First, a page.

• Shrek series, Enchanted
  • Ninja Scroll
  • The Prophecy, Constantine, Dogma
  • Dragonheart
  • Pirates of the Caribbean series
  • Willy Wonka and the Chocolate Factory, Charlie and the Chocolate Factory

Archetypal Analysis of Fantasy Films from the 1980s

For this analysis, you must select a fantasy film from 1980 – 1995 (animation is okay) and analyze it from an Archetypal criticism perspective, focusing on the monomyth when applicable. The posting should be about 250 words and is due before class on Tuesday, November 25. A reply to a classmate’s posting is due before class on December 2. A forum has been prepared for this topic.


The Princess Bride

Here’s the link. And here’s the film:

The Princess Bride


Final Paper / Project

For this assignment, you have two choices:

1. Write an academic research paper on 2-3 fantasy films, in which you employ one or more of the following critical perspectives:

  • Auteur theory (focusing on a particular director, producer, or animator)
  • Genre theory (historical approach, or focusing on a subgenre of fantasy)
  • Technological approach (focusing on a particular special effects or animation technology and the types of films it produced)
  • Archetypal theory (applying C. G. Jung’s model of the psyche, the use of archetypes, and/or Joseph Campbell’s notion of the monomyth)
  • Other approaches must be approved by your professor.

Remember that no matter the critical perspective you have chosen, the essay must prove something beyond simply applying the terminology or reporting on information researched. And don’t forget to use your film terminology (mise-en-scene, cinematography, etc.) in your analyses. The essay must be about 4-6 pages long (1000-1500 words) in MLA Format (typed, double-spaced, 1-inch margins, 12 point font).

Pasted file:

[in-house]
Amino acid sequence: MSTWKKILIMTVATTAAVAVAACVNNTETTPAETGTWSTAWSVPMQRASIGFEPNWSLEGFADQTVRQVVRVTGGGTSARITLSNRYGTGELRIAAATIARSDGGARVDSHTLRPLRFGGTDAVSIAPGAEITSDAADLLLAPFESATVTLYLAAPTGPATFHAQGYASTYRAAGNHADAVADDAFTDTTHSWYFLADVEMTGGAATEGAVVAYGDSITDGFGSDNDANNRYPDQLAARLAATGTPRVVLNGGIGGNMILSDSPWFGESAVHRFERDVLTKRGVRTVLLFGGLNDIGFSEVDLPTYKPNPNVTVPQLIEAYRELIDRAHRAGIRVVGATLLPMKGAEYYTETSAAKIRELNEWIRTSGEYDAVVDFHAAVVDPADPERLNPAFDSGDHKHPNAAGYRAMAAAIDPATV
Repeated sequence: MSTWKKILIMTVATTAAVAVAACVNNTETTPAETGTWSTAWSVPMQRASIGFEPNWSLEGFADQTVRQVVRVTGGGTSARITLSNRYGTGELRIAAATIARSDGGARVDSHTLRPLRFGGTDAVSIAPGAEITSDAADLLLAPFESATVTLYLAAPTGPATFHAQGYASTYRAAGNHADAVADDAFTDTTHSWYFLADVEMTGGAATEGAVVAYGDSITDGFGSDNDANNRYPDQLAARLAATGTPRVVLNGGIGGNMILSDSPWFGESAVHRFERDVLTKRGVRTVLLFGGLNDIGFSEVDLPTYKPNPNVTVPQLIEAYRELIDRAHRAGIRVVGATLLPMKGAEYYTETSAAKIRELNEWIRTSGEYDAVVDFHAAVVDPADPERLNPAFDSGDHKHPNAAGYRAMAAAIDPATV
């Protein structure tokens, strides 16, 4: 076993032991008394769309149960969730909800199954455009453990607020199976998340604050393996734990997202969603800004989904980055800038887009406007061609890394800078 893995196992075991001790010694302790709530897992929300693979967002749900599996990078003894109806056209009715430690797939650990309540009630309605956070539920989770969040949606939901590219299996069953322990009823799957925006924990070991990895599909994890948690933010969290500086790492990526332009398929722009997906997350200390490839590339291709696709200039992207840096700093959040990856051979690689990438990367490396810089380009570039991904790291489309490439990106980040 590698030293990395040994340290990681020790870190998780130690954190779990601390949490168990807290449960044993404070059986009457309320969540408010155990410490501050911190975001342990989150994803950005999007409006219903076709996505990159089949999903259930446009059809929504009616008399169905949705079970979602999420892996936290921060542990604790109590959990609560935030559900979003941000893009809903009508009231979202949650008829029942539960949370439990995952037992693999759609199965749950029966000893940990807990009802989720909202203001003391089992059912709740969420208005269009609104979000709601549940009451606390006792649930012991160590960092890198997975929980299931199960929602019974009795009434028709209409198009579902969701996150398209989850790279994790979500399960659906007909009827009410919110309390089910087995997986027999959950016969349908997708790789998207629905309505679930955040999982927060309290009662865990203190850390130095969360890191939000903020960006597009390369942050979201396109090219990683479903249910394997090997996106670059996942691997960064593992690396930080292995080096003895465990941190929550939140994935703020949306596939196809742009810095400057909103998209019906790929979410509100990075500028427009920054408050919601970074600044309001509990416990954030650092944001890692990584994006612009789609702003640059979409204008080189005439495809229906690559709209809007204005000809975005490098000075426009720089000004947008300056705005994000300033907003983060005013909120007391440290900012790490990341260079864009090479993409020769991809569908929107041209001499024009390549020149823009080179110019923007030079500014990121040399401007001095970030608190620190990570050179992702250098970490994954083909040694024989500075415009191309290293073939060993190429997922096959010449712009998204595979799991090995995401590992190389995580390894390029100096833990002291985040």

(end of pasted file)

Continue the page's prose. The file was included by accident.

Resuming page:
2. You may produce (individually or collaboratively) a 10-15 minute film that incorporates some element of fantasy and submit (individually) a 2-3 page (500-750 words) essay where you discuss your contribution and how your work is an engagement of the cinematic elements, theories, and genre discussed in class.

E-mail me a proposal in which you specify the films chosen for the essay and the critical perspective you will focus on by Thursday, November 20.


Resources on Jung and Archetypes

This link explains several Jungian Archetypes: http://webspace.ship.edu/cgboer/jung.html

This concisely describes Jung’s model of the Psyche: http://www.thesap.org.uk/jung-s-model-of-the-psyche

This resource has several visual models of the Psyche: http://www.schuelers.com/ChaosPsyche/part_1_17.htm